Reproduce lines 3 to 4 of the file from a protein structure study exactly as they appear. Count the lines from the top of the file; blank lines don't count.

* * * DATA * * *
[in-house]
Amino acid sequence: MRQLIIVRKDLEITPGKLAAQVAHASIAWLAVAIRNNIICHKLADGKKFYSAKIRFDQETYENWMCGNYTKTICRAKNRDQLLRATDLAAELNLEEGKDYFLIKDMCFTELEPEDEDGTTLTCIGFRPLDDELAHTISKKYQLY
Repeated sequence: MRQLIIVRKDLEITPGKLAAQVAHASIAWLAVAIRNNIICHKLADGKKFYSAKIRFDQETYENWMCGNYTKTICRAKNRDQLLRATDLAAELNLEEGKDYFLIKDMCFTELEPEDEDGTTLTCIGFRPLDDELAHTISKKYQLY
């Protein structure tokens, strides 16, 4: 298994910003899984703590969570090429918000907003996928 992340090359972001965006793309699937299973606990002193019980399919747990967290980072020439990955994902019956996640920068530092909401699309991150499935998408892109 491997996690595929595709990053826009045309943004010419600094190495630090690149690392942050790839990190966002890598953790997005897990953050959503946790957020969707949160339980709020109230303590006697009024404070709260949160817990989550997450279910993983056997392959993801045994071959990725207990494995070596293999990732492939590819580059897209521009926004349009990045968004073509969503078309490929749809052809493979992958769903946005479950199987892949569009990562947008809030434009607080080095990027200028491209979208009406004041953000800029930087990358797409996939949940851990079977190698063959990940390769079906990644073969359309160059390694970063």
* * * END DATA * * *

Repeated sequence: MRQLIIVRKDLEITPGKLAAQVAHASIAWLAVAIRNNIICHKLADGKKFYSAKIRFDQETYENWMCGNYTKTICRAKNRDQLLRATDLAAELNLEEGKDYFLIKDMCFTELEPEDEDGTTLTCIGFRPLDDELAHTISKKYQLY
């Protein structure tokens, strides 16, 4: 298994910003899984703590969570090429918000907003996928 992340090359972001965006793309699937299973606990002193019980399919747990967290980072020439990955994902019956996640920068530092909401699309991150499935998408892109 491997996690595929595709990053826009045309943004010419600094190495630090690149690392942050790839990190966002890598953790997005897990953050959503946790957020969707949160339980709020109230303590006697009024404070709260949160817990989550997450279910993983056997392959993801045994071959990725207990494995070596293999990732492939590819580059897209521009926004349009990045968004073509969503078309490929749809052809493979992958769903946005479950199987892949569009990562947008809030434009607080080095990027200028491209979208009406004041953000800029930087990358797409996939949940851990079977190698063959990940390769079906990644073969359309160059390694970063």